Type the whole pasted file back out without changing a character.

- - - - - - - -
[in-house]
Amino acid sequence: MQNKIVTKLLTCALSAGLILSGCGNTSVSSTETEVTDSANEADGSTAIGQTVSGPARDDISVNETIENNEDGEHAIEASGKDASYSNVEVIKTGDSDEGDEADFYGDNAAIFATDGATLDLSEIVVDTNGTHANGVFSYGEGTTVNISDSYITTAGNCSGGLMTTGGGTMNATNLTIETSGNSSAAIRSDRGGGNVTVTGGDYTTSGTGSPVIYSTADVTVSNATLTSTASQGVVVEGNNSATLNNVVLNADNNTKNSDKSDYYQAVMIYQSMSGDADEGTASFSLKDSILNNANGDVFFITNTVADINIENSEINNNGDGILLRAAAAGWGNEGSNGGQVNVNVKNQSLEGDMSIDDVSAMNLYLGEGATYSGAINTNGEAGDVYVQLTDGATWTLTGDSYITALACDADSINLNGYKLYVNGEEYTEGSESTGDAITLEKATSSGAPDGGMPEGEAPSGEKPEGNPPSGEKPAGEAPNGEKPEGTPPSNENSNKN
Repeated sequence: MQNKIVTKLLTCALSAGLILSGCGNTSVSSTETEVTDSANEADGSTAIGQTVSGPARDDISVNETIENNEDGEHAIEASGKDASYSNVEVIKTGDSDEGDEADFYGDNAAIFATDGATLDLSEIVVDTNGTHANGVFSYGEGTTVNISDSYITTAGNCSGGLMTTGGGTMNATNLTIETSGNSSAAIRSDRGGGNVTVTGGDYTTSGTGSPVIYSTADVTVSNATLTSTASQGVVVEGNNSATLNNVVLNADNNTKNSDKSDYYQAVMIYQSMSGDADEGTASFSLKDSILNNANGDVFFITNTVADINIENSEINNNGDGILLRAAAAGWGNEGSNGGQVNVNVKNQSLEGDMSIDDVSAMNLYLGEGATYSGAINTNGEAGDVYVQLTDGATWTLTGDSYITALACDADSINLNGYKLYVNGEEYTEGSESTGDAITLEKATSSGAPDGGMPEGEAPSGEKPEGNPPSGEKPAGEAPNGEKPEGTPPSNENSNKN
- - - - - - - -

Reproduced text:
[in-house]
Amino acid sequence: MQNKIVTKLLTCALSAGLILSGCGNTSVSSTETEVTDSANEADGSTAIGQTVSGPARDDISVNETIENNEDGEHAIEASGKDASYSNVEVIKTGDSDEGDEADFYGDNAAIFATDGATLDLSEIVVDTNGTHANGVFSYGEGTTVNISDSYITTAGNCSGGLMTTGGGTMNATNLTIETSGNSSAAIRSDRGGGNVTVTGGDYTTSGTGSPVIYSTADVTVSNATLTSTASQGVVVEGNNSATLNNVVLNADNNTKNSDKSDYYQAVMIYQSMSGDADEGTASFSLKDSILNNANGDVFFITNTVADINIENSEINNNGDGILLRAAAAGWGNEGSNGGQVNVNVKNQSLEGDMSIDDVSAMNLYLGEGATYSGAINTNGEAGDVYVQLTDGATWTLTGDSYITALACDADSINLNGYKLYVNGEEYTEGSESTGDAITLEKATSSGAPDGGMPEGEAPSGEKPEGNPPSGEKPAGEAPNGEKPEGTPPSNENSNKN
Repeated sequence: MQNKIVTKLLTCALSAGLILSGCGNTSVSSTETEVTDSANEADGSTAIGQTVSGPARDDISVNETIENNEDGEHAIEASGKDASYSNVEVIKTGDSDEGDEADFYGDNAAIFATDGATLDLSEIVVDTNGTHANGVFSYGEGTTVNISDSYITTAGNCSGGLMTTGGGTMNATNLTIETSGNSSAAIRSDRGGGNVTVTGGDYTTSGTGSPVIYSTADVTVSNATLTSTASQGVVVEGNNSATLNNVVLNADNNTKNSDKSDYYQAVMIYQSMSGDADEGTASFSLKDSILNNANGDVFFITNTVADINIENSEINNNGDGILLRAAAAGWGNEGSNGGQVNVNVKNQSLEGDMSIDDVSAMNLYLGEGATYSGAINTNGEAGDVYVQLTDGATWTLTGDSYITALACDADSINLNGYKLYVNGEEYTEGSESTGDAITLEKATSSGAPDGGMPEGEAPSGEKPEGNPPSGEKPAGEAPNGEKPEGTPPSNENSNKN